Communication: Is anyone listening?
In order for people to hear our information above the cacophony of noise and other competing messages, our communication must be relevant, pertinent and timely. Recent studies show adults must receive the same message at least seven times before they assimilate it effectively.
If this is the case, then we must be intentional about how and what we communicate. Below is a list of questions to aid you in becoming more effective as a communicator.
1. What do you need to communicate?
2. Why are you communicating this information? How does this communication or event enable ministry?
3. Who is your intended audience? Who really needs to know this information? Is your intended audience only inside the church or is it outside the congregation? Communicate with those who need to know. Excessive and superfluous communication will cause people eventually to disengage and discard all communication, regardless of its pertinence. United Methodist Communications offers free demographic studies of your community. Contact email@example.com for more information.
4. What information do the people with whom you communicate need to know? (NOT what do you want to tell them?) Often less is more. Keep it informal and fun.
5. What established guidelines must you retain to communicate effectively? Should you use certain stationery? Do you have a particular e-mail account from which to send "official" information? Must a particular logo or "branding" feature accompany all correspondence?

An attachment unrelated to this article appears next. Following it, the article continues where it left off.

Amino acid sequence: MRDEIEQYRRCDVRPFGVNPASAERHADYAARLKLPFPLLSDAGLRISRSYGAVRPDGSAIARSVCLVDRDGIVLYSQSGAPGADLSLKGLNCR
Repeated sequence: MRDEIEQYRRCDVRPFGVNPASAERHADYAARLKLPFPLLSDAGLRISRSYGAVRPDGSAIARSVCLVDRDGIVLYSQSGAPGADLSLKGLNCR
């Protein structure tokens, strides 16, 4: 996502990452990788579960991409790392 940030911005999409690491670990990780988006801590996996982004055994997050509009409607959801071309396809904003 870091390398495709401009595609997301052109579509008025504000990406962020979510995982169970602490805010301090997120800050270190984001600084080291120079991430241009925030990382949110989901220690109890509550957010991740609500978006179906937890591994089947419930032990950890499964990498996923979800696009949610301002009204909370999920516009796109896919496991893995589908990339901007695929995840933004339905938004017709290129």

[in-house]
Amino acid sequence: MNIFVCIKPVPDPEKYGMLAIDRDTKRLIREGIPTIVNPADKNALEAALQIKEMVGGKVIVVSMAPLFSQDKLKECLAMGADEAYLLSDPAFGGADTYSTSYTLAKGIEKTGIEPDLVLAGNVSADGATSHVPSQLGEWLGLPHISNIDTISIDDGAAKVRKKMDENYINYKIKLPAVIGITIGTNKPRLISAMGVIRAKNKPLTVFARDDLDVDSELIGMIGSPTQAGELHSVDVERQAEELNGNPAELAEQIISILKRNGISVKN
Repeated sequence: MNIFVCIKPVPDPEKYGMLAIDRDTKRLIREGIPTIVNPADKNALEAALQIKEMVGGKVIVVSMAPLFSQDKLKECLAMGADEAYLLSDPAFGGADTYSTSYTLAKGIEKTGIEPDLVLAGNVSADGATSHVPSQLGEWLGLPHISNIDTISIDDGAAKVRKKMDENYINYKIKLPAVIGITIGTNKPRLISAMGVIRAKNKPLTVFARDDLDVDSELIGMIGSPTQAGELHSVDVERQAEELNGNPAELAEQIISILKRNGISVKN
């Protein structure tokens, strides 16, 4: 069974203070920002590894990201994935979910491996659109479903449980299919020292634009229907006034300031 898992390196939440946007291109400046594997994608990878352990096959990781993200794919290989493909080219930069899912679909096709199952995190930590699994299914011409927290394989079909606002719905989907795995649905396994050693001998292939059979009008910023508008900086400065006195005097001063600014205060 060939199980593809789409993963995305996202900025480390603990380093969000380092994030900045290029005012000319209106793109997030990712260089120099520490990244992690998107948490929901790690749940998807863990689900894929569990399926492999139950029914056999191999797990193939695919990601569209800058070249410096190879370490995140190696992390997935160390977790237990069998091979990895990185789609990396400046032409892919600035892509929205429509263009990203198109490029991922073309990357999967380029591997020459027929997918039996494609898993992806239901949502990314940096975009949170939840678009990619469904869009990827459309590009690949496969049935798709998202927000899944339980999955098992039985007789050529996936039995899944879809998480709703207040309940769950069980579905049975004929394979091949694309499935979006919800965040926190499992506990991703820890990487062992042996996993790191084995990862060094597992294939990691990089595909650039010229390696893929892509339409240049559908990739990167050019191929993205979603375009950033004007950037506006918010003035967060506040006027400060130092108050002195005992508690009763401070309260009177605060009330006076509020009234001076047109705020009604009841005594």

6. What is the timeline within which the communication and response should occur? Timely delivery of pertinent information to the relevant audience will produce the best response. Consider newsletter and newspaper deadlines, e-mail sending and receiving dates, and the preparation time people need in order to participate fully.
7. What are the best forms of communication for this targeted audience? You communicate in different ways with different audiences. Consider the ways you can communicate: newsletter, phone call, worship bulletin, e-mail, Facebook, blog, texting, personal invitation, Twitter, verbal announcement, billboard, church marquee, neighborhood flyer and outdoor banner.
8. What is your strategic plan for communicating this message? Are words most appropriate? Images? A combination of the two?
9. Who will take responsibility for communication?
We compete every day for the attention of others. If we want people to hear us, we must communicate clearly, concisely and effectively.
Communication is a form of creativity, so have fun!
More articles about Welcoming/Communications/Marketing